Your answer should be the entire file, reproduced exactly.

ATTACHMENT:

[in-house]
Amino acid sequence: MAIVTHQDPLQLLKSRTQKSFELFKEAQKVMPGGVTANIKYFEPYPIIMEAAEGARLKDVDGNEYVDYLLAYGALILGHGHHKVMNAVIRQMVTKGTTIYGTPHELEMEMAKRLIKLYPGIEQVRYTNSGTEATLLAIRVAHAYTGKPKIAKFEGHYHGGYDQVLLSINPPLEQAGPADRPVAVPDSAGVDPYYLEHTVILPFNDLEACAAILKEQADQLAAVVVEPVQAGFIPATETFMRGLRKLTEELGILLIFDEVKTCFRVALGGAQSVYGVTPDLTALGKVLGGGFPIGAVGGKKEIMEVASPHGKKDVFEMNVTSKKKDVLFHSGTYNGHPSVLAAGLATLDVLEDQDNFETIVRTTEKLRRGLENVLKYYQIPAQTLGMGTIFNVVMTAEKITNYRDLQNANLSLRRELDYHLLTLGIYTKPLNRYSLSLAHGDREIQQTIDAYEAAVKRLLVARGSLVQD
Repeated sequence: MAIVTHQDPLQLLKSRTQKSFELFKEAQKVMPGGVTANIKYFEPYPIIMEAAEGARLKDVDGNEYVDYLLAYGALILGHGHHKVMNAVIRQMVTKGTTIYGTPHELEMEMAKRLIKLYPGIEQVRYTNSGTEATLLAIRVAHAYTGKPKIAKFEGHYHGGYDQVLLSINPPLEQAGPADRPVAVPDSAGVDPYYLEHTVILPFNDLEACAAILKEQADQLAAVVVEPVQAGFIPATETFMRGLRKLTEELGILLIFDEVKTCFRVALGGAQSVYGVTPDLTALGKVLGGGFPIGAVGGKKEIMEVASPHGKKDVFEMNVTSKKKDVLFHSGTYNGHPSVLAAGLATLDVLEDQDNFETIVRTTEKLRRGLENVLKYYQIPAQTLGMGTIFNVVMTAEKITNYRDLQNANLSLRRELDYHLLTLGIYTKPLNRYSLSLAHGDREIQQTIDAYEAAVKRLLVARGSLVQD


[in-house]
Amino acid sequence: MAIVTHQDPLQLLKSRTQKSFELFKEAQKVMPGGVTANIKYFEPYPIIMEAAEGARLKDVDGNEYVDYLLAYGALILGHGHHKVMNAVIRQMVTKGTTIYGTPHELEMEMAKRLIKLYPGIEQVRYTNSGTEATLLAIRVAHAYTGKPKIAKFEGHYHGGYDQVLLSINPPLEQAGPADRPVAVPDSAGVDPYYLEHTVILPFNDLEACAAILKEQADQLAAVVVEPVQAGFIPATETFMRGLRKLTEELGILLIFDEVKTCFRVALGGAQSVYGVTPDLTALGKVLGGGFPIGAVGGKKEIMEVASPHGKKDVFEMNVTSKKKDVLFHSGTYNGHPSVLAAGLATLDVLEDQDNFETIVRTTEKLRRGLENVLKYYQIPAQTLGMGTIFNVVMTAEKITNYRDLQNANLSLRRELDYHLLTLGIYTKPLNRYSLSLAHGDREIQQTIDAYEAAVKRLLVARGSLVQD
Repeated sequence: MAIVTHQDPLQLLKSRTQKSFELFKEAQKVMPGGVTANIKYFEPYPIIMEAAEGARLKDVDGNEYVDYLLAYGALILGHGHHKVMNAVIRQMVTKGTTIYGTPHELEMEMAKRLIKLYPGIEQVRYTNSGTEATLLAIRVAHAYTGKPKIAKFEGHYHGGYDQVLLSINPPLEQAGPADRPVAVPDSAGVDPYYLEHTVILPFNDLEACAAILKEQADQLAAVVVEPVQAGFIPATETFMRGLRKLTEELGILLIFDEVKTCFRVALGGAQSVYGVTPDLTALGKVLGGGFPIGAVGGKKEIMEVASPHGKKDVFEMNVTSKKKDVLFHSGTYNGHPSVLAAGLATLDVLEDQDNFETIVRTTEKLRRGLENVLKYYQIPAQTLGMGTIFNVVMTAEKITNYRDLQNANLSLRRELDYHLLTLGIYTKPLNRYSLSLAHGDREIQQTIDAYEAAVKRLLVARGSLVQD